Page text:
Wikipedia:WikiProject Newspapers/Notability

There are many newspapers, and not every one is notable. This is a guideline created by WikiProject Newspapers to help assess the notability of newspapers. Feel free to discuss improvements on the project talk page. (In the short term, please just reach out directly to User:Peteforsyth.)
This essay gives some guidance on points to consider in evaluating the notability of newspapers. It supplements the overall general notability guideline and other guidelines that might relate to newspapers, such as organisations, schools and styles.

Newspapers can have a significant impact on the areas they serve, and in representing those areas to the wider world. Because its impact may be felt over a long period of time, a newspaper may be very significant, without attracting the kind of general review in other publications that would most handily fulfill Wikipedia's general notability guideline. Additionally, while newspapers and magazines may review and critique other works of non-fiction (books, documentaries, scholarly works) it is not customary for newspapers themselves to receive the sort of reviews and critiques that often inform notability in other non-fiction realms. In this essay, you will find a number of signals that can indicate the significance of a newspaper, and inform an evaluation of its notability.

The following are good things to consider in evaluating a newspaper's notability in terms of Wikipedia's general notability guideline (GNG):

  • It is referred to in one or more strong reliable sources as the newspaper of record for a certain locale, in the reputational (i.e., subjective) sense.
  • It can be verified as a "newspaper of public record" -- that is, identified by government entities as a place to public legal notices.
  • It is included in a list of newspaper published by its state government (for instance, here).
  • Its leadership is repeatedly quoted in other reliable sources, with reference to their leadership title and their expertise on the publication's topic (e.g., the culture or economic makeup of a town for a local paper)
  • The paper has won state, province, or national level awards for reporting, feature-writing, editorial, or photography.
  • A history of news media (e.g. a book or an article in an academic journal) discusses the newspaper
  • The paper's role in a historical event is covered as central in histories of the event
  • Changes in ownership or leadership are covered by other newspapers in its region or covering a similar topic
  • Its launch or demise is covered in other newspapers in its region or covering a similar topic
  • General media publications with national or international distribution, like Editor and Publisher or The Fourth Estate, cover the newspaper
  • Publications that cover the evolving nature of journalism, such as Poynter, Nieman Lab, or Columbia Journalism Review highlight something about the newspaper (e.g., a new business or distribution model, serving an underserved demographic, significant changes in circulation, novel editorial policies...)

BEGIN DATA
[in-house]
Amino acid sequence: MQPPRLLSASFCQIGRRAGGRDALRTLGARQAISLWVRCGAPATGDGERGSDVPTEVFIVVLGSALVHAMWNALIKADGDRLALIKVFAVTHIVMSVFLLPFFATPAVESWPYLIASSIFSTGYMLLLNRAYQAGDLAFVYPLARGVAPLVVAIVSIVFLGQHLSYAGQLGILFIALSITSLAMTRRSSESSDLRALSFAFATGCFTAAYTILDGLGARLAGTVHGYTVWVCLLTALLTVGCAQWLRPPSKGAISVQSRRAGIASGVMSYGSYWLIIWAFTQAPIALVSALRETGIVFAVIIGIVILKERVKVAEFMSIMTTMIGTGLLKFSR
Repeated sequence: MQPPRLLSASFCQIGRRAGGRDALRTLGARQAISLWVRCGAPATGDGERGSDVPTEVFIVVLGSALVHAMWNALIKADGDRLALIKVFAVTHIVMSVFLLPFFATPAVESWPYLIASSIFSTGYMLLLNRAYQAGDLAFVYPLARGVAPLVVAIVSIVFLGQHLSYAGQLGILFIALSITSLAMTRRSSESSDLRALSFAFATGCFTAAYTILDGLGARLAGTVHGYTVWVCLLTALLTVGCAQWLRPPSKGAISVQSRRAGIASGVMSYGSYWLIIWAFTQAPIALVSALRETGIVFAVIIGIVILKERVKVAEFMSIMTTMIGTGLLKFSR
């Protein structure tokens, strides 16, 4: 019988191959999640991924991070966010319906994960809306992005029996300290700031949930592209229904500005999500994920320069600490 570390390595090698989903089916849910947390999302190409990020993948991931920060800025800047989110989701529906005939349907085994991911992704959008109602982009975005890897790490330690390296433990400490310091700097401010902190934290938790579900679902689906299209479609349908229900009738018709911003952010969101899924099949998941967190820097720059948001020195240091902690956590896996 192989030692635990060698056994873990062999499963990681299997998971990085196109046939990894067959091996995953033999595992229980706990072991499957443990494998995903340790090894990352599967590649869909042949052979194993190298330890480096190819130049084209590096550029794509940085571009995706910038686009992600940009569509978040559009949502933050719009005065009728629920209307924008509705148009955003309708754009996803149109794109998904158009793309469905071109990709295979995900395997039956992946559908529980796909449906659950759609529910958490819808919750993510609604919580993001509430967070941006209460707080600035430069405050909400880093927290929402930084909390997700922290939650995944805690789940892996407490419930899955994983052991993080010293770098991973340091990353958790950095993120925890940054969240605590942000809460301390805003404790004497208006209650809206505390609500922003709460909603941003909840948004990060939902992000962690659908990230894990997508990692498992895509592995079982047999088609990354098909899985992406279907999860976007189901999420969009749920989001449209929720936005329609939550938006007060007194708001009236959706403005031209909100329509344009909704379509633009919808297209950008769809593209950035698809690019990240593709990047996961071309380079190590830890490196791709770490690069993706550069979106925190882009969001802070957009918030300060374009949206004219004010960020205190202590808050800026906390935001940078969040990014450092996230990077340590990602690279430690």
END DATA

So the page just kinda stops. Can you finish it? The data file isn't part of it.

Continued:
• Identified by state government as a place to publish legal notices
  • Its party affiliation or bias is a subject of discussion by prominent media commentator(s).
  • It is historically significant because it was the first newspaper in a given language in the area, e.g. first Spanish-language newspaper in North Carolina, first Chinese language newspaper in California, etc.
  • It is historically significant because it was the first newspaper in the area for a given ethnic or religious group, e.g. the first African-American newspaper in Ohio, the first Catholic newspaper in Ohio, etc.

The following are worth considering, but may not directly contribute to the criteria of the GNG. One way to think about these is that if they pertain, it might be worth some extra effort to find evidence that contributes to the GNG.

  • Its content is or has been frequently syndicated or republished in other reliable sources
  • Its articles are repeatedly cited (or its scoops frequently credited) by other reliable sources
  • The paper itself, and/or its leadership, have held leadership or administrative roles in a journalism society
  • The paper is collected by multiple academic libraries or state archives
  • It frequently features exclusive quotes from government leaders or leaders of prominent institutions or movements. These could include candidate forums for political races, if they attract participation of the main candidates.
  • It is part of a news reporting network, such as ProPublica's Local Reporting Network or the Oregonian's Oregonian News Network.

Benefits of covering newspapersEdit

Because newspapers are frequently used as sources for Wikipedia articles, there can be specific benefits to Wikipedia in more complete coverage of newspapers. If a Wikipedia editor or reader is unfamiliar with a newspaper they see cited in an article, a Wikipedia article about the newspaper might help them evaluate its reliability and/or its potential bias. Worthwhile articles on newspapers can enhance the value of Wikipedia content more broadly.

Additionally, Internet users in general will be better able to evaluate the reliability of a newspaper if they can easily find information about it, whether through Wikipedia itself or through information republished by Google, Facebook, or another service.

Scholarly quotations on the value of newspapersEdit